A key advocacy ask of the National Trust and other partner organizations each year is robust funding for the Historic Preservation Fund (HPF). In the FY23 omnibus appropriations package passed on December 23, the HPF received a significant funding increase, reaching $204.5 million for the first time in the history of the program—a remarkable 18 percent increase over last year’s enacted funding level.
This funding includes much-needed increases for State and Tribal Historic Preservation Offices (SHPO/THPO). SHPOs will receive $62.15 million, which alleviates any funding decreases for certain states as a result of the recently updated apportionment formula and ensures that SHPO offices will not receive less funding in FY 2023. THPOs saw a much-needed increase in funding as well, receiving a 44 percent increase over last year’s enacted levels, for a total of $23 million.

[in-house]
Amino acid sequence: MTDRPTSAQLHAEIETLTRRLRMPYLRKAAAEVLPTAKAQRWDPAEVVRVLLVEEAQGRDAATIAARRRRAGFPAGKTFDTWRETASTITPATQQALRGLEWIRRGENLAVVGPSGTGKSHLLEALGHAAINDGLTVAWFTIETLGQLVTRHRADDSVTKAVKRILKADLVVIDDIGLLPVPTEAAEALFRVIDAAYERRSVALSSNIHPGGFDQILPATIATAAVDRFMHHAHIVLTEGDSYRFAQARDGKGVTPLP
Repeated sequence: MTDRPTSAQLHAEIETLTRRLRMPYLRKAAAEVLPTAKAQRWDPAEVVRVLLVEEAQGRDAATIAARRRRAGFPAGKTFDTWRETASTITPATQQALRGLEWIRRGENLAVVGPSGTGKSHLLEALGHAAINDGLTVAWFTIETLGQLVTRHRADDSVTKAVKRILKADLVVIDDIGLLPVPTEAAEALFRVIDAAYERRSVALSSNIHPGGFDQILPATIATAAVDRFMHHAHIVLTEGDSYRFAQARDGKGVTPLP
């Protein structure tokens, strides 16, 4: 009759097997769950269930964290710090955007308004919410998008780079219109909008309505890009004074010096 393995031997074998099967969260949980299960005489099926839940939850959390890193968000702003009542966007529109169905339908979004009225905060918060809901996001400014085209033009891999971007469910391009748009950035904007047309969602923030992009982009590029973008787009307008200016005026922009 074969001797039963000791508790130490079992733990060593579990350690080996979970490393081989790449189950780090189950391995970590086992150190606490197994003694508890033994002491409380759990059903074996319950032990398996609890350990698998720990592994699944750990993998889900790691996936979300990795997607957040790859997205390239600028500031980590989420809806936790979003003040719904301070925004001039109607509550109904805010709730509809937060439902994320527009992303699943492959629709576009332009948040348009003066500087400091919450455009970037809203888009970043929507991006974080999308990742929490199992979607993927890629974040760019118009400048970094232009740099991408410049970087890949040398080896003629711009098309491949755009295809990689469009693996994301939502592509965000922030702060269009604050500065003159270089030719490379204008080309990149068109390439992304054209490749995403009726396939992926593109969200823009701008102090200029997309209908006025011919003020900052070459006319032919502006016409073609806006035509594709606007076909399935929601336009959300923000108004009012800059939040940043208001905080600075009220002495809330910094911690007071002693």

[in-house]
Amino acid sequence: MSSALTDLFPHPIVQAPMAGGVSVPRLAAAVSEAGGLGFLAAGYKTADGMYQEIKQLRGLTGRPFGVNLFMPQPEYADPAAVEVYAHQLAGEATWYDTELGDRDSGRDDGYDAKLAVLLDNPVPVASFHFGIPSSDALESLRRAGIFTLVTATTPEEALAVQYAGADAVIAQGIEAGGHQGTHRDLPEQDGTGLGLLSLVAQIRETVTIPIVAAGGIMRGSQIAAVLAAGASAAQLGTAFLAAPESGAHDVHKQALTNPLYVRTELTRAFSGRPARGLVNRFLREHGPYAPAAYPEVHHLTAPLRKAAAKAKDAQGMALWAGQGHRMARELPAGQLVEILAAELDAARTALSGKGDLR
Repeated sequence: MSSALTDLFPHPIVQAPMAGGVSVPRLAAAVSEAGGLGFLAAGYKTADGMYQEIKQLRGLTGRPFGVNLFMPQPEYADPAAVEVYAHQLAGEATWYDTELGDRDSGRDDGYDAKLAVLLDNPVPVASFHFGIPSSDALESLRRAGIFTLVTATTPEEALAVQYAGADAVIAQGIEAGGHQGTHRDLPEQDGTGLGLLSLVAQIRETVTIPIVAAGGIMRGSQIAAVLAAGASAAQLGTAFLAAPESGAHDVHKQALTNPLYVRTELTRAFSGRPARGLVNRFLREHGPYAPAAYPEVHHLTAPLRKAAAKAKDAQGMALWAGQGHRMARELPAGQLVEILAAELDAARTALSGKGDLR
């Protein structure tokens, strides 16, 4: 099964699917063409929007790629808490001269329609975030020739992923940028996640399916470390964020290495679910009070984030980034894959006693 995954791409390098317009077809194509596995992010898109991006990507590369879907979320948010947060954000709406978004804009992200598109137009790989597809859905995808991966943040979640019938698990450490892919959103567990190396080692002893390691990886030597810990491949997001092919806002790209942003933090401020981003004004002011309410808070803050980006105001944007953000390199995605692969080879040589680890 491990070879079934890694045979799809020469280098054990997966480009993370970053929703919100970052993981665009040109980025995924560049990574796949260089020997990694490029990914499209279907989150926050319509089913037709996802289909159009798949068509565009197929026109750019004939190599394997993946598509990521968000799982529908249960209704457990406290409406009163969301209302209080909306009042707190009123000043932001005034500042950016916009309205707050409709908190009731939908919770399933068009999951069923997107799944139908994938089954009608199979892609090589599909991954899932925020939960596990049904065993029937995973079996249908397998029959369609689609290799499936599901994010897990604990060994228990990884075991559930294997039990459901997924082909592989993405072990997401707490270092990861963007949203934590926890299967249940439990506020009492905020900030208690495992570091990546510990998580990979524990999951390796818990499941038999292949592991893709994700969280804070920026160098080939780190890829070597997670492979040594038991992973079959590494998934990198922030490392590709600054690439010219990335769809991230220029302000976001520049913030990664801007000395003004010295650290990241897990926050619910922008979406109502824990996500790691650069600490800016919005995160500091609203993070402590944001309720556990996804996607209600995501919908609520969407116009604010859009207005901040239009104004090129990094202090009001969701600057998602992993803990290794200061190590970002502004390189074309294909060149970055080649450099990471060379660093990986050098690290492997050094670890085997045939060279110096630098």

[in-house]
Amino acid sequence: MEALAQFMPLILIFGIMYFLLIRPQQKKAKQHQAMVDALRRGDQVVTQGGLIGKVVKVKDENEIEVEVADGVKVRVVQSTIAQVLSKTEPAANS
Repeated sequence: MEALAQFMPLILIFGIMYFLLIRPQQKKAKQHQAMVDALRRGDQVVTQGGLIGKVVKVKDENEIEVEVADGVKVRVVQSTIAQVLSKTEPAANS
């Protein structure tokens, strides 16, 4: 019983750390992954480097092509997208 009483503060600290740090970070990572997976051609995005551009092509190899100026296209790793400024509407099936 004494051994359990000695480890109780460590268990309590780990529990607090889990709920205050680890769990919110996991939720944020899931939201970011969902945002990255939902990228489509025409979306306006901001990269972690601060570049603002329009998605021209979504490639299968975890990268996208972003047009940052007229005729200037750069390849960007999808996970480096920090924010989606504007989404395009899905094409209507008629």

Several important HPF grant programs which help tell a more diverse American story also saw welcomed funding increases. The Paul Bruhn Historic Revitalization Grant Program received a 25 percent increase, the African American Civil Rights Grant saw a 15 percent increase and the Historically Black Colleges and Universities Grant also received a 10 percent increase.
In early December, the National Trust led a letter with several preservation partners to Senate and House appropriators urging support of $191 million for the Historic Preservation Fund. We greatly appreciate our champions on the Hill for advocating for much needed HPF funding, especially retiring Chairman of the Senate Appropriations Committee, Patrick Leahy (D-VT), who has long been one of historic preservation’s strongest supporters in Washington.